The only answer to everyone's fear, unfortunately, is to use protection and when you haven't used protection, to get tested. Everything else is a mirage.

J
Avatar universal
Here is a document reporting more than the U.S.



http://www.hpa.org.uk/infections/topics_az/hiv_and_sti/publications/hiv_octr_1999.pdf
Avatar universal
The most recent information I have found so far regarding HIV transmission in Healthcare Workers is as follows:

I can't guarantee the reliability of it but it was found at
http://www.avert.org/needlestick.htm

How many occupational infections have been reported?

Up until December 2001, health care workers in the USA reported 57 occupational HIV infections. Of these, 48 had percutaneous exposure; 5, mucocutaneous exposure; 2, both percutaneous and mucocutaneous exposure; and 2, an unknown route of exposure. In addition, 139 other cases of HIV infection or AIDS have occurred among healthcare personnel who have not reported other risk factors for HIV infection and who report a history of occupational exposure to blood, body fluids, or HIV-infected laboratory material, but for whom seroconversion after exposure was not documented.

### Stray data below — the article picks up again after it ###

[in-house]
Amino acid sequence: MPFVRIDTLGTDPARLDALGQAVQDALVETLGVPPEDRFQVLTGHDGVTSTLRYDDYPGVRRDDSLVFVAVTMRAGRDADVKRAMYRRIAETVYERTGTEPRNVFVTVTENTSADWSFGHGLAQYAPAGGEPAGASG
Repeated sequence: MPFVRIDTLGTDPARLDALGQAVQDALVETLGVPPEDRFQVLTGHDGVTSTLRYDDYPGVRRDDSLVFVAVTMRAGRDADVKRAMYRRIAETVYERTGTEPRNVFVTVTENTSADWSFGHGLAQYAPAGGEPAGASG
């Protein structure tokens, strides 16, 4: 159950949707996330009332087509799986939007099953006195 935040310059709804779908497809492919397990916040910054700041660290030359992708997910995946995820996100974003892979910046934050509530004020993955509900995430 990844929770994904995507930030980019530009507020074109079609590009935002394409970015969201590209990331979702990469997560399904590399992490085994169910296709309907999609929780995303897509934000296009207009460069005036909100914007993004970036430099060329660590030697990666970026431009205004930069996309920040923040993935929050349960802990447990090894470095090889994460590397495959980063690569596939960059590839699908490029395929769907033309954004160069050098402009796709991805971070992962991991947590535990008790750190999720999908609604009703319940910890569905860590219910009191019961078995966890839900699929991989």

Occupation & Documented Occupational Transmission

Dental worker including dentist 0
Embalmer/morgue technician 1
Emergency medical technician/paramedic 0
Health aide/attendant 1
Housekeeper/maintenance worker 2
Laboratory worker, clinical 16
Laboratory technician, nonclinical 3
Nurse 24
Physician, nonsurgical 6
Physician, surgical 0
Respiratory therapist 1
Technician, dialysis 1
Technician, surgical 2
Technician/therapist, other than listed 0
Other health care occupations 0
Total 57

The Department of Health and Human Services
Centers for Disease Control and Prevention also states the above numbers and advises that there are no new updates since 2001.
That information can be found at
http://www.cdc.gov/ncidod/dhqp/bp_hiv_hp_with.html

and they also said the following abut it all:-

Of the adults reported with AIDS in the United States through December 31, 2002, 24,844 had a history of employment in healthcare . These cases represented 5.1% of the 486,826 AIDS cases reported to CDC for whom occupational information was known (information on employment was missing for 362,954 reported AIDS cases).

The type of job is known for 23,212 (93%) of the 24,844 reported healthcare personnel with AIDS.
The